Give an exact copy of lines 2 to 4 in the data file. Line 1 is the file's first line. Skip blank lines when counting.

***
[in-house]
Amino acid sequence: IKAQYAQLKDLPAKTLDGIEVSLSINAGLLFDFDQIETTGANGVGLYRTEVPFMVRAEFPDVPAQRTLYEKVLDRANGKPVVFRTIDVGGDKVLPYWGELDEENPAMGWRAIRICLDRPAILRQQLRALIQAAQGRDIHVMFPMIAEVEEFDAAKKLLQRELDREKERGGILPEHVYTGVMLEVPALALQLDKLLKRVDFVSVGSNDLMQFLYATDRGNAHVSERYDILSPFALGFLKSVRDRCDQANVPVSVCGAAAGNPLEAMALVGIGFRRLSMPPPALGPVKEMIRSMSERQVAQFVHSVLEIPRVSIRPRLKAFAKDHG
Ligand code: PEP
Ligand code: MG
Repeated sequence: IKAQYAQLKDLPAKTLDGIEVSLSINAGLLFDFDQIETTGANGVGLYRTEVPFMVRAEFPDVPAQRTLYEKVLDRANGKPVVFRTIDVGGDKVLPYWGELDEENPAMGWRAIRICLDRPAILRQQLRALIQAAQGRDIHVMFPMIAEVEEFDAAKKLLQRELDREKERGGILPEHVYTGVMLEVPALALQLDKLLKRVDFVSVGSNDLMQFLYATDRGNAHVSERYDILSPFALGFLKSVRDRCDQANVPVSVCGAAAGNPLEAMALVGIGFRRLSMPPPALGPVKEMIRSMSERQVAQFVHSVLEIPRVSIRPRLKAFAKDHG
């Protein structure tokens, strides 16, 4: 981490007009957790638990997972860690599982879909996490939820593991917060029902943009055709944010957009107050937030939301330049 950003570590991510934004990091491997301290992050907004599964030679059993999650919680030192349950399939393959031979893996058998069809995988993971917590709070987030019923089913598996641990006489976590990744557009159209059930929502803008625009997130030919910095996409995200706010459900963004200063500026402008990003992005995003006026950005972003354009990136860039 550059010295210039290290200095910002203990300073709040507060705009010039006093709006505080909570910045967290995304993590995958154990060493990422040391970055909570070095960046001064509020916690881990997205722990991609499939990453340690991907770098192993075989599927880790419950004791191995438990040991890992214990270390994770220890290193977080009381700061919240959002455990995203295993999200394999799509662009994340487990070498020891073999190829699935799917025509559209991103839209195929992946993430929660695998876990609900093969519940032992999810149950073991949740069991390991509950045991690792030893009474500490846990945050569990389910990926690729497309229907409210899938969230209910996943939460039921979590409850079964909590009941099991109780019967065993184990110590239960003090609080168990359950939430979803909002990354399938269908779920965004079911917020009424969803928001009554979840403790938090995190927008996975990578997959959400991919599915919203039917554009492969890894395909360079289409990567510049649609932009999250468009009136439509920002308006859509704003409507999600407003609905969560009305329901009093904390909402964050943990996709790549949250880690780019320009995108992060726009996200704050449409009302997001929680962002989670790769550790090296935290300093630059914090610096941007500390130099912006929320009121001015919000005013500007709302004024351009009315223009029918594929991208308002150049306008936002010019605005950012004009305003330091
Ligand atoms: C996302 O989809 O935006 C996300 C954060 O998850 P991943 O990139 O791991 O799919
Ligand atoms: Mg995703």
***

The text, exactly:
Amino acid sequence: IKAQYAQLKDLPAKTLDGIEVSLSINAGLLFDFDQIETTGANGVGLYRTEVPFMVRAEFPDVPAQRTLYEKVLDRANGKPVVFRTIDVGGDKVLPYWGELDEENPAMGWRAIRICLDRPAILRQQLRALIQAAQGRDIHVMFPMIAEVEEFDAAKKLLQRELDREKERGGILPEHVYTGVMLEVPALALQLDKLLKRVDFVSVGSNDLMQFLYATDRGNAHVSERYDILSPFALGFLKSVRDRCDQANVPVSVCGAAAGNPLEAMALVGIGFRRLSMPPPALGPVKEMIRSMSERQVAQFVHSVLEIPRVSIRPRLKAFAKDHG
Ligand code: PEP
Ligand code: MG